An up-close view of Iapetus reveals that the large moon of Saturn has a two-toned appearance. The white material is ice, which covers almost an entire hemisphere (this view shows only a small portion of the hemisphere). The other hemisphere is completely dark. It is coated with material that may have been blasted off the surface of another moon, Phoebe, during collisions with big space rocks. The equator of Iapetus features a ridge of tall mountains, making the moon look a bit like a walnut. Jean-Dominique Cassini discovered the moon 350 years ago, on October 25, 1671. This image was snapped by the Cassini spacecraft in 2004, from a distance of about 107,435 miles (172,900 km). [NASA/JPL/Space Science Institute]
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One of the moons of Saturn is two-toned. One hemisphere is bright, while the other is as dark as coal. And the difference may be caused by another moon.
Iapetus was discovered 350 years ago today by Giovanni Cassini. The moon is about 900 miles in diameter and more than two million miles from Saturn. A ridge around its equator makes it look like a walnut.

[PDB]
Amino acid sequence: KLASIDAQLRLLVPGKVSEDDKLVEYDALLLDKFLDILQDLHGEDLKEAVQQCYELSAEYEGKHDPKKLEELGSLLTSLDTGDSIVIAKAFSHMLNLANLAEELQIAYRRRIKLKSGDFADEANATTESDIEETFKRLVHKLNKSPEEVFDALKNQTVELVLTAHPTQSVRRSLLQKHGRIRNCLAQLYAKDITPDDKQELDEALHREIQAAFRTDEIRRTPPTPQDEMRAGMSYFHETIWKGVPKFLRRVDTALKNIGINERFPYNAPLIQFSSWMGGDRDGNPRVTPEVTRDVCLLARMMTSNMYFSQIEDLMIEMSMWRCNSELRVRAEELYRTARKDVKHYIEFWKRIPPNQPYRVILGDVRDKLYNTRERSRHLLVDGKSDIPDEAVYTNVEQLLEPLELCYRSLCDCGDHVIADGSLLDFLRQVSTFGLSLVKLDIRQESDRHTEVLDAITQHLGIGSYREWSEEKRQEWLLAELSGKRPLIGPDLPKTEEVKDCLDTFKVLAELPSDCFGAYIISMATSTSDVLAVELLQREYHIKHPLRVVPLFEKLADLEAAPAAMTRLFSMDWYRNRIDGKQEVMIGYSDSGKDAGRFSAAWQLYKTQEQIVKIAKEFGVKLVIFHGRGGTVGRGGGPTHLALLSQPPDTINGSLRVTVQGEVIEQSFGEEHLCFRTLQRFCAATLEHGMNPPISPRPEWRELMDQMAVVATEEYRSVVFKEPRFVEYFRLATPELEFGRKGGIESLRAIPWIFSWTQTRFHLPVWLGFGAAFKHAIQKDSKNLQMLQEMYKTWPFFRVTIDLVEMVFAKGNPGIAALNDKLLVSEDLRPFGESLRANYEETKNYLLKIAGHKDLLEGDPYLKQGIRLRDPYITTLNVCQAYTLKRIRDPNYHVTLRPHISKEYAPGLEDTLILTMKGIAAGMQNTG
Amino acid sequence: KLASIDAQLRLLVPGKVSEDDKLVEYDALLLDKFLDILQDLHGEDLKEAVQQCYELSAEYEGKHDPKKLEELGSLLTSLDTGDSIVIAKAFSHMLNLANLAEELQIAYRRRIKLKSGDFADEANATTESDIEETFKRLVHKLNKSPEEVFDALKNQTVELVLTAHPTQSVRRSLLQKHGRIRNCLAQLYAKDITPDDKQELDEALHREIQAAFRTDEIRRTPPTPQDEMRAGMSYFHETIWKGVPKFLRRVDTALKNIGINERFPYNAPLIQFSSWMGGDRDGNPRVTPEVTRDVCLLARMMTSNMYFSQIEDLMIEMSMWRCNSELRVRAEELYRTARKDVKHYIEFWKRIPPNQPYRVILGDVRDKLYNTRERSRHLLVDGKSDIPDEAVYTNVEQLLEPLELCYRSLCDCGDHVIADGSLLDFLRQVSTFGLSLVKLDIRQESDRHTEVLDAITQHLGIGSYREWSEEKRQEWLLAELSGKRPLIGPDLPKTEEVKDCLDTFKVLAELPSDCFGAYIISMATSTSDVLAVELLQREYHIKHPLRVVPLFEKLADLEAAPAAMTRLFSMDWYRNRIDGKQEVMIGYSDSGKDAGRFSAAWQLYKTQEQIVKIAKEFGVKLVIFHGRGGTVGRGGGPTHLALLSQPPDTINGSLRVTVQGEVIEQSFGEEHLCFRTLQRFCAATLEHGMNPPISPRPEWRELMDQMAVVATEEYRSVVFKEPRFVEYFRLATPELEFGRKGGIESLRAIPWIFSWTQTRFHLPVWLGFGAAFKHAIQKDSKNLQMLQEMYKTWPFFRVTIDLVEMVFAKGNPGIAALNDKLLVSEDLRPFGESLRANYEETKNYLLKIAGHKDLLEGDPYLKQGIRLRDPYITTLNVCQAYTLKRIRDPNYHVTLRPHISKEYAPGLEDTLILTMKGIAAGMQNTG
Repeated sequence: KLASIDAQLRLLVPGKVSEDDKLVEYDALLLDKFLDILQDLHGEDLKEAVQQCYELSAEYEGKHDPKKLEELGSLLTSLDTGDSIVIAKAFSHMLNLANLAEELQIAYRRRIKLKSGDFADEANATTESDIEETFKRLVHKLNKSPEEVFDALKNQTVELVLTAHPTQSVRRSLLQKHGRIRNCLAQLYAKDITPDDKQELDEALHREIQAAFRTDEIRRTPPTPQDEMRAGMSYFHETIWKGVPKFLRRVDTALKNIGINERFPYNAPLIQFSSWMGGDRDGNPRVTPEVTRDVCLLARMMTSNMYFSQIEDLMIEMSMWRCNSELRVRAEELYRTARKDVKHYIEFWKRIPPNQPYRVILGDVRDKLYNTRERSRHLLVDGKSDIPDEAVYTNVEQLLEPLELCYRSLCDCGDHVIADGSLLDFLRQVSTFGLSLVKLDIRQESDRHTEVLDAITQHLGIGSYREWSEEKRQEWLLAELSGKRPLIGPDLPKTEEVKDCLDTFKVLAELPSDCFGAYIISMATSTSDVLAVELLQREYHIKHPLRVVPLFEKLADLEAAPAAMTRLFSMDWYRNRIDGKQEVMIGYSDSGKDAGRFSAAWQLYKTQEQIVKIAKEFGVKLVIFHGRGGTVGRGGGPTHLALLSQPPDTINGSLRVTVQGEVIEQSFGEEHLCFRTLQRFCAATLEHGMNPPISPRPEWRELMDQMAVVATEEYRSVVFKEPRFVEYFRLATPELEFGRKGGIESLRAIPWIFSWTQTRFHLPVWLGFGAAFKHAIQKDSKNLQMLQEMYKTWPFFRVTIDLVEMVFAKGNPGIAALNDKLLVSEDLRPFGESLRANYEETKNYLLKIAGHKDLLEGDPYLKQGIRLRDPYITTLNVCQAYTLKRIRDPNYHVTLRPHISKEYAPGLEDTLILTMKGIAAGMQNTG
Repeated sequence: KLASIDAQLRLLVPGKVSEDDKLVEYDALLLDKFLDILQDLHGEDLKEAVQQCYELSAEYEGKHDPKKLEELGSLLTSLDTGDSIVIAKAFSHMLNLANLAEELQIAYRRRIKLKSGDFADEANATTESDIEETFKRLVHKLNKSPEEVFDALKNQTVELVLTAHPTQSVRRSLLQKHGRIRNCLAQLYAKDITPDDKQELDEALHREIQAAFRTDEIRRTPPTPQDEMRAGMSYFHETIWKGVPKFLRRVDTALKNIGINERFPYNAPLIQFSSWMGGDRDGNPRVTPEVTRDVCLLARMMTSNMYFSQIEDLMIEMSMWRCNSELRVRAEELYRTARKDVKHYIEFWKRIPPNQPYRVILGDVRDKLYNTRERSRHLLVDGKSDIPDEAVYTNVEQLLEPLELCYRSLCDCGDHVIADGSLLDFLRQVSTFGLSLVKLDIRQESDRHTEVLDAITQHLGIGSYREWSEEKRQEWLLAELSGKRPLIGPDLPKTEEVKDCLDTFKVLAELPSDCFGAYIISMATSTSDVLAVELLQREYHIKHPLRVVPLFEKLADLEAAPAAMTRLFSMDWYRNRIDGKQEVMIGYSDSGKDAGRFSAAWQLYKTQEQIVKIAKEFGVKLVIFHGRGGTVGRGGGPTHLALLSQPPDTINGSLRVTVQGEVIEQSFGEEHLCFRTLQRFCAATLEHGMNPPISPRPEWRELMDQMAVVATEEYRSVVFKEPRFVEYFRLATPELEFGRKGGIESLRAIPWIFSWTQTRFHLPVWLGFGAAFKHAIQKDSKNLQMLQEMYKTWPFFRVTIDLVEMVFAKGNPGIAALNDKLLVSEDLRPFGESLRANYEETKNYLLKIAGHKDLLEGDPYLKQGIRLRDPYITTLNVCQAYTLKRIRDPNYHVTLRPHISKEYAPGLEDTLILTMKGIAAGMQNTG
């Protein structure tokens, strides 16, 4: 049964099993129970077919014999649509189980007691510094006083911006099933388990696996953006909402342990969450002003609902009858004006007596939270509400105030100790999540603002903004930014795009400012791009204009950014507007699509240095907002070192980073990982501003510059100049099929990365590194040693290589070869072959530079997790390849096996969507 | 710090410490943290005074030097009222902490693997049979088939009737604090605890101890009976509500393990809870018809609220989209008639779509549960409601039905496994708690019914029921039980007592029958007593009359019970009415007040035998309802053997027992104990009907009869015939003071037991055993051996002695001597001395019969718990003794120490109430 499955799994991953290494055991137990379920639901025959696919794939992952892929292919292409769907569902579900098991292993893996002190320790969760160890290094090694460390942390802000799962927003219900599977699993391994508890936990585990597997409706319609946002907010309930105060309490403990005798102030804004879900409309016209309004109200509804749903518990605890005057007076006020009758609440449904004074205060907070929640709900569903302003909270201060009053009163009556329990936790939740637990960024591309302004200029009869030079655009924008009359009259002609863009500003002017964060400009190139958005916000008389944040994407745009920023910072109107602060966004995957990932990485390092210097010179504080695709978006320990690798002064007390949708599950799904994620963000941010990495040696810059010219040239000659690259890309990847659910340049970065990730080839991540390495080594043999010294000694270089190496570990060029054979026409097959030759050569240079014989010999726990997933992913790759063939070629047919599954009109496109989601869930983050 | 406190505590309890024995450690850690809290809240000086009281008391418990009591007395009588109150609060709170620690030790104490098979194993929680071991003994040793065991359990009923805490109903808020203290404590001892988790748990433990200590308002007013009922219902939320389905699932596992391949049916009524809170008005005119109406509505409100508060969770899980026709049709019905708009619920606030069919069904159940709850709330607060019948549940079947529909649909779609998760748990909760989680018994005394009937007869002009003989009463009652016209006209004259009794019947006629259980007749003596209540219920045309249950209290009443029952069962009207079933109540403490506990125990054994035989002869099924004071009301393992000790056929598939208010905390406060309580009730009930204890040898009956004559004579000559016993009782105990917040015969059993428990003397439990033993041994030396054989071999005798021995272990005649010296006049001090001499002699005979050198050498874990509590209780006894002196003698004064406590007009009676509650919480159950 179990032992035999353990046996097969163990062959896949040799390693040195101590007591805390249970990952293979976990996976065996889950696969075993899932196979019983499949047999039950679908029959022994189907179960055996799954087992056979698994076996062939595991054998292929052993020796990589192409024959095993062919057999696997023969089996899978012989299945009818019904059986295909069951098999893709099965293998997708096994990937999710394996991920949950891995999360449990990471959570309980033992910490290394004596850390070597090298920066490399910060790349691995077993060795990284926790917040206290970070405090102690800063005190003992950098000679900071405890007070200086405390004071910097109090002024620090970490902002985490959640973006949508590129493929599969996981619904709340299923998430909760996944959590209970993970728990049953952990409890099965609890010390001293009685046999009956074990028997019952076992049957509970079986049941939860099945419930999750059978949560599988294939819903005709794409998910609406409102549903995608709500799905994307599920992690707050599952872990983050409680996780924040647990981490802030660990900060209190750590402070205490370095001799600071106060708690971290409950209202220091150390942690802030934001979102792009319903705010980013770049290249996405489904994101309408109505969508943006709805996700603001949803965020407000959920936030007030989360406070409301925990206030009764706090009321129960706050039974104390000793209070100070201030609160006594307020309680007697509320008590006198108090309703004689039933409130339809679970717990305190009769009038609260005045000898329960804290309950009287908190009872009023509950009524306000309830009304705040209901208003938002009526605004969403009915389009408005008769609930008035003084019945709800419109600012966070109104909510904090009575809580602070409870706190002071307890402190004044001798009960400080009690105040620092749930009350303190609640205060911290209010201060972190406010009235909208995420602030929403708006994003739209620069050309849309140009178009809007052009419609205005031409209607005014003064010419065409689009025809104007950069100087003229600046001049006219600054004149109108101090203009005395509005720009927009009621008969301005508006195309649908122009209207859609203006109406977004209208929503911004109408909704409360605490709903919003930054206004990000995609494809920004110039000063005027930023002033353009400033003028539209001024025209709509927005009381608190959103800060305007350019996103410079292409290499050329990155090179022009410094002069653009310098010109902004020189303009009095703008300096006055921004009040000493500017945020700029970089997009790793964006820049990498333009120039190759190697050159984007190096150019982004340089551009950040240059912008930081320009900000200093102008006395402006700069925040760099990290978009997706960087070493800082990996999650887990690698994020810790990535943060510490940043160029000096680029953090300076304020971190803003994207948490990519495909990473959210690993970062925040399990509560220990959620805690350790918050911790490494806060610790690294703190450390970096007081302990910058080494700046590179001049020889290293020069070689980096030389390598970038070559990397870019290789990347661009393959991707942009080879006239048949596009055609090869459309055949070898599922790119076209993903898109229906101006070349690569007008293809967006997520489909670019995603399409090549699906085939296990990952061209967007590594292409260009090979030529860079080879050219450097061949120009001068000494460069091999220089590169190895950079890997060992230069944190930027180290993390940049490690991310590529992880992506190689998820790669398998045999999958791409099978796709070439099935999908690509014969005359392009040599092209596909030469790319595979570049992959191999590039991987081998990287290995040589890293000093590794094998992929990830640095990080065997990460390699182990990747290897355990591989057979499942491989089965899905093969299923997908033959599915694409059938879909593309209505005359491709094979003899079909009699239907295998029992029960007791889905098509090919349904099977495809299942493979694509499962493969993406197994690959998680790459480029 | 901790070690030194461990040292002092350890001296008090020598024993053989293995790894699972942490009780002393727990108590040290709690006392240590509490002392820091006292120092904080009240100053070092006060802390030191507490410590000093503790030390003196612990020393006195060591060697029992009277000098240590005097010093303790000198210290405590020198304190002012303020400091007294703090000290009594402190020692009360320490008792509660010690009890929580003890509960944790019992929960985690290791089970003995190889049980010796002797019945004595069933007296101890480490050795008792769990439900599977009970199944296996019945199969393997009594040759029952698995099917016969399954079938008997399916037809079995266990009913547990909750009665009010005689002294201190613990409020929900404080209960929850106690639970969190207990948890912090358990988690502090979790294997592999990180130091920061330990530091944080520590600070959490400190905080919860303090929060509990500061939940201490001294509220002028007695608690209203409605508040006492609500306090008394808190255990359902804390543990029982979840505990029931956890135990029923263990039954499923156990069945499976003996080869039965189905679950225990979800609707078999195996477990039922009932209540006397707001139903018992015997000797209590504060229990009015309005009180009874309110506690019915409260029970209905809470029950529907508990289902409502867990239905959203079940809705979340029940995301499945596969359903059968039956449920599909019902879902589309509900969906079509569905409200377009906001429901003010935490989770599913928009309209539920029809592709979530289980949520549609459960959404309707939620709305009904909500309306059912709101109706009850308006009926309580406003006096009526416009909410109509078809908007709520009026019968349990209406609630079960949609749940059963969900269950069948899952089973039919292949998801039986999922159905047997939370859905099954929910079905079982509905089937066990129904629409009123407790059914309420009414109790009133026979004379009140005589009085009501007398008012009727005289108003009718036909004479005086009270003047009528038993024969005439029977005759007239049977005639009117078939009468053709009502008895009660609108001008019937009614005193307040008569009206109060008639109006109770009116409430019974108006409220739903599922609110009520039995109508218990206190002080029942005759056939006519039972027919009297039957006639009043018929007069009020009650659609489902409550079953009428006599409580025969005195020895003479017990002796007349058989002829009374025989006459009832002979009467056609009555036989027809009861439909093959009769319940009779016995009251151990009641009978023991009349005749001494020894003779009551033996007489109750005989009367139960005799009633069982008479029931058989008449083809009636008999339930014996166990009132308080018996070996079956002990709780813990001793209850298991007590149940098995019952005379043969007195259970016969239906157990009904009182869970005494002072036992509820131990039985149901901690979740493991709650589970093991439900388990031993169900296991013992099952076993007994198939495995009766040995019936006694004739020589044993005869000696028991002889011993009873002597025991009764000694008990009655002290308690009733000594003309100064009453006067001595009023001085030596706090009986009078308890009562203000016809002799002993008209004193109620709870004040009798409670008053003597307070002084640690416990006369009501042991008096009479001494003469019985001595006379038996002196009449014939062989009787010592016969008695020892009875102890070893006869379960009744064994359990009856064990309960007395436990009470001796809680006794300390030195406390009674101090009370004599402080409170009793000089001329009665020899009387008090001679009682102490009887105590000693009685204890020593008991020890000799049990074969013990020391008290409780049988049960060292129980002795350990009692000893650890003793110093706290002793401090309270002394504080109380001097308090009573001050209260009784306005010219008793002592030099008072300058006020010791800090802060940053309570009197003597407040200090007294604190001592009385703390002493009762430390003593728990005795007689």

As Cassini studied his discovery, he noticed something odd: He could see it only when it was on the western side of Saturn, not the eastern. He soon figured out that Iapetus always keeps the same hemisphere turned toward Saturn, just as the same hemisphere of our moon always faces Earth. Cassini also realized that half of the moon must be bright, the other dark.
We got a good look at that two-toned appearance from the Cassini spacecraft, which orbited Saturn for more than a decade. It showed that there’s a sharp line between light and dark.
The leading hemisphere of Iapetus probably gets coated with dust from Phoebe, another moon. The dust traps sunlight during the day, warming the ice below it. Some of the ice vaporizes and migrates to the trailing hemisphere, where it’s nighttime. Once there, it freezes — making the dark side darker and the bright side brighter.
Saturn is due south at nightfall and looks like a bright star, well to the right of brighter Jupiter. Iapetus is so faint that you need a telescope to see it — no matter which hemisphere is facing Earth.
Script by Damond Benningfield